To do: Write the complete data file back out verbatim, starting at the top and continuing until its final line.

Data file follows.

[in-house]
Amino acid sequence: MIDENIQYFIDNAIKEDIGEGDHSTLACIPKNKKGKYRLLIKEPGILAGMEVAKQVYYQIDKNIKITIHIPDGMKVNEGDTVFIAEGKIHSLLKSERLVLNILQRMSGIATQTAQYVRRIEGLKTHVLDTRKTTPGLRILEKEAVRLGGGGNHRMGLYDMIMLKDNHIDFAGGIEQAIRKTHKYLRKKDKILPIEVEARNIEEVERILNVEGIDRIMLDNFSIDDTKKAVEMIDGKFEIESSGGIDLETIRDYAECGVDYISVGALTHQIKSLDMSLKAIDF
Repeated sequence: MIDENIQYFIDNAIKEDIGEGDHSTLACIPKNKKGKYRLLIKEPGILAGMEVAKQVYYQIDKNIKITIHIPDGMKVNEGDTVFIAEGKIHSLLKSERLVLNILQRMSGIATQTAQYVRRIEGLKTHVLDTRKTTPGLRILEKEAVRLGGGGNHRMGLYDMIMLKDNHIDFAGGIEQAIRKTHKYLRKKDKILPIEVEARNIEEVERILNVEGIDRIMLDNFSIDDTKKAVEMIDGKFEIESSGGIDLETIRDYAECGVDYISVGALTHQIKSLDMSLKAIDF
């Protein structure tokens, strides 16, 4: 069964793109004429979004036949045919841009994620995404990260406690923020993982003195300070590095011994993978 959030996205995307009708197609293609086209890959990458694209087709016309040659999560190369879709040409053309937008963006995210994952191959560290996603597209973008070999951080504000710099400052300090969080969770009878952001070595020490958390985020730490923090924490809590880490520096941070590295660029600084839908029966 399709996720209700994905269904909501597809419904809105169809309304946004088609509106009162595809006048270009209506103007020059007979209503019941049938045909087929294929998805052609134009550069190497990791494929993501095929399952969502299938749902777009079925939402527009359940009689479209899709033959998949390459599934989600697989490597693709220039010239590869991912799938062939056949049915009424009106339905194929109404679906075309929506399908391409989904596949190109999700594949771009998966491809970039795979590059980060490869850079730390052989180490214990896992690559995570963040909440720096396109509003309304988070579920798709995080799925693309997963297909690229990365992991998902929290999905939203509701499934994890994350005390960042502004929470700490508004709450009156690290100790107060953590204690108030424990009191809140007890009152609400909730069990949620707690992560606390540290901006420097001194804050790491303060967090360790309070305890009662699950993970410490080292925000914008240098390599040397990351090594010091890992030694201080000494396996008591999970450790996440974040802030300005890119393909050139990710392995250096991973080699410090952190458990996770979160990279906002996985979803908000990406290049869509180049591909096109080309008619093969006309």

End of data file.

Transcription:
[in-house]
Amino acid sequence: MIDENIQYFIDNAIKEDIGEGDHSTLACIPKNKKGKYRLLIKEPGILAGMEVAKQVYYQIDKNIKITIHIPDGMKVNEGDTVFIAEGKIHSLLKSERLVLNILQRMSGIATQTAQYVRRIEGLKTHVLDTRKTTPGLRILEKEAVRLGGGGNHRMGLYDMIMLKDNHIDFAGGIEQAIRKTHKYLRKKDKILPIEVEARNIEEVERILNVEGIDRIMLDNFSIDDTKKAVEMIDGKFEIESSGGIDLETIRDYAECGVDYISVGALTHQIKSLDMSLKAIDF
Repeated sequence: MIDENIQYFIDNAIKEDIGEGDHSTLACIPKNKKGKYRLLIKEPGILAGMEVAKQVYYQIDKNIKITIHIPDGMKVNEGDTVFIAEGKIHSLLKSERLVLNILQRMSGIATQTAQYVRRIEGLKTHVLDTRKTTPGLRILEKEAVRLGGGGNHRMGLYDMIMLKDNHIDFAGGIEQAIRKTHKYLRKKDKILPIEVEARNIEEVERILNVEGIDRIMLDNFSIDDTKKAVEMIDGKFEIESSGGIDLETIRDYAECGVDYISVGALTHQIKSLDMSLKAIDF
């Protein structure tokens, strides 16, 4: 069964793109004429979004036949045919841009994620995404990260406690923020993982003195300070590095011994993978 959030996205995307009708197609293609086209890959990458694209087709016309040659999560190369879709040409053309937008963006995210994952191959560290996603597209973008070999951080504000710099400052300090969080969770009878952001070595020490958390985020730490923090924490809590880490520096941070590295660029600084839908029966 399709996720209700994905269904909501597809419904809105169809309304946004088609509106009162595809006048270009209506103007020059007979209503019941049938045909087929294929998805052609134009550069190497990791494929993501095929399952969502299938749902777009079925939402527009359940009689479209899709033959998949390459599934989600697989490597693709220039010239590869991912799938062939056949049915009424009106339905194929109404679906075309929506399908391409989904596949190109999700594949771009998966491809970039795979590059980060490869850079730390052989180490214990896992690559995570963040909440720096396109509003309304988070579920798709995080799925693309997963297909690229990365992991998902929290999905939203509701499934994890994350005390960042502004929470700490508004709450009156690290100790107060953590204690108030424990009191809140007890009152609400909730069990949620707690992560606390540290901006420097001194804050790491303060967090360790309070305890009662699950993970410490080292925000914008240098390599040397990351090594010091890992030694201080000494396996008591999970450790996440974040802030300005890119393909050139990710392995250096991973080699410090952190458990996770979160990279906002996985979803908000990406290049869509180049591909096109080309008619093969006309």